This constituted direct evidence of defendant's conduct from which the jury was authorized to find that he was a participant in the crime.
Accordingly, absent a request the trial court did not err by omitting to charge on circumstantial evidence. Johnson v. State, 235 Ga. 486 (3) ( 220 S.E.2d 448).
4. Defendant claims error because of the denial of his motion for severance of his trial from that of his co-indictee Ford.
Whether joint defendants are to be tried jointly or severally for noncapital felonies is a matter within the discretion of the trial court. Code Ann. § 27-2101 (Cobb, 841; Ga. L. 1855-6 p. 226 through 1972, pp. 618, 619); Mathis v. State, 231 Ga. 401 (1) ( 202 S.E.2d 73).
"[T]o hold that a denial of the motion [to sever] was an abuse of discretion it must appear that the defendant suffered prejudice amounting to a denial of due process." Aaron v. State, 145 Ga. App. 349 (1) ( 243 S.E.2d 714).
Defendant argues prejudice in that if severance had been granted he could have called his co-defendant Ford as a witness to exculpate him which he could not do if they were tried together because Ford could assert his right against self-incrimination and refuse to testify. However, either as a witness in their joint trial or in defendant's separate trial Ford could have claimed self-incrimination and refused to testify. Ford did testify in his own behalf and denied commission of the offense, denied any personal knowledge of defendant prior to the trial, and raised the defense of alibi. Defendant had the right and opportunity to cross examine Ford but did not exercise it. Moreover, the defenses of the co-defendants were not antagonistic and the evidence pertaining only to Ford's conduct did not in any way inculpate defendant by name. Under these circumstances we find no denial of due process to defendant and no abuse of discretion in denying the motion for severance.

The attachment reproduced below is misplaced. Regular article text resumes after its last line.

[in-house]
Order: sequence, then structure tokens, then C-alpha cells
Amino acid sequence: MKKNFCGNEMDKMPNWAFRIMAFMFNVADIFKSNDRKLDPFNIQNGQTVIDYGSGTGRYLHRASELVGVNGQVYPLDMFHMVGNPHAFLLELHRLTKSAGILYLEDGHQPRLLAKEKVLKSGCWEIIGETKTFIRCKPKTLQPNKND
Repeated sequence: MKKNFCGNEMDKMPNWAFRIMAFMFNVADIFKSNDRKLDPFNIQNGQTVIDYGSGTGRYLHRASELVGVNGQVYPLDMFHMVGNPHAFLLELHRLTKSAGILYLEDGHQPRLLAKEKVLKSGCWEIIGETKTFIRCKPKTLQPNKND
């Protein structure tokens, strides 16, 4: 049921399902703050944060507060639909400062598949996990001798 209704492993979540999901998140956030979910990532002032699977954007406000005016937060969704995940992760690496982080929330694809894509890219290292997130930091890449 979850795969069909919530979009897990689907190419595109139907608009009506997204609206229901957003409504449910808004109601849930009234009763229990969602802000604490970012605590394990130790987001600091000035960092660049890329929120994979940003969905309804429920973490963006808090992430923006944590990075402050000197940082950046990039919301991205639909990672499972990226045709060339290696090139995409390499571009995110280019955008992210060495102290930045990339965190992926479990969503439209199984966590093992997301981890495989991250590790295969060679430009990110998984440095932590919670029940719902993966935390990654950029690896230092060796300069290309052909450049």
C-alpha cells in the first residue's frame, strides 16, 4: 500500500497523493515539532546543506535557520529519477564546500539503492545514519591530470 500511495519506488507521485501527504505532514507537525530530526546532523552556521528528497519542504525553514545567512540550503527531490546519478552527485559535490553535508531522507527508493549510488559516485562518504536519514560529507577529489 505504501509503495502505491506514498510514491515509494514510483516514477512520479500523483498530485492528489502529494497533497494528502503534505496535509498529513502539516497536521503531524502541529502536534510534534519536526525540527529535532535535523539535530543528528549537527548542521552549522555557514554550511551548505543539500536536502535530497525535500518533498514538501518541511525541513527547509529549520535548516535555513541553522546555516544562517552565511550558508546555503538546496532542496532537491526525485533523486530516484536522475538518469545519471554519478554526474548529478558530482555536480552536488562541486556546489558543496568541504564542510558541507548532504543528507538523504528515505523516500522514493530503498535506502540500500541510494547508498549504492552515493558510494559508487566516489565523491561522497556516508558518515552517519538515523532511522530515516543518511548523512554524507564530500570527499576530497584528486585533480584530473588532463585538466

Judgment affirmed. McMurray, P. J., and Pope, J., concur.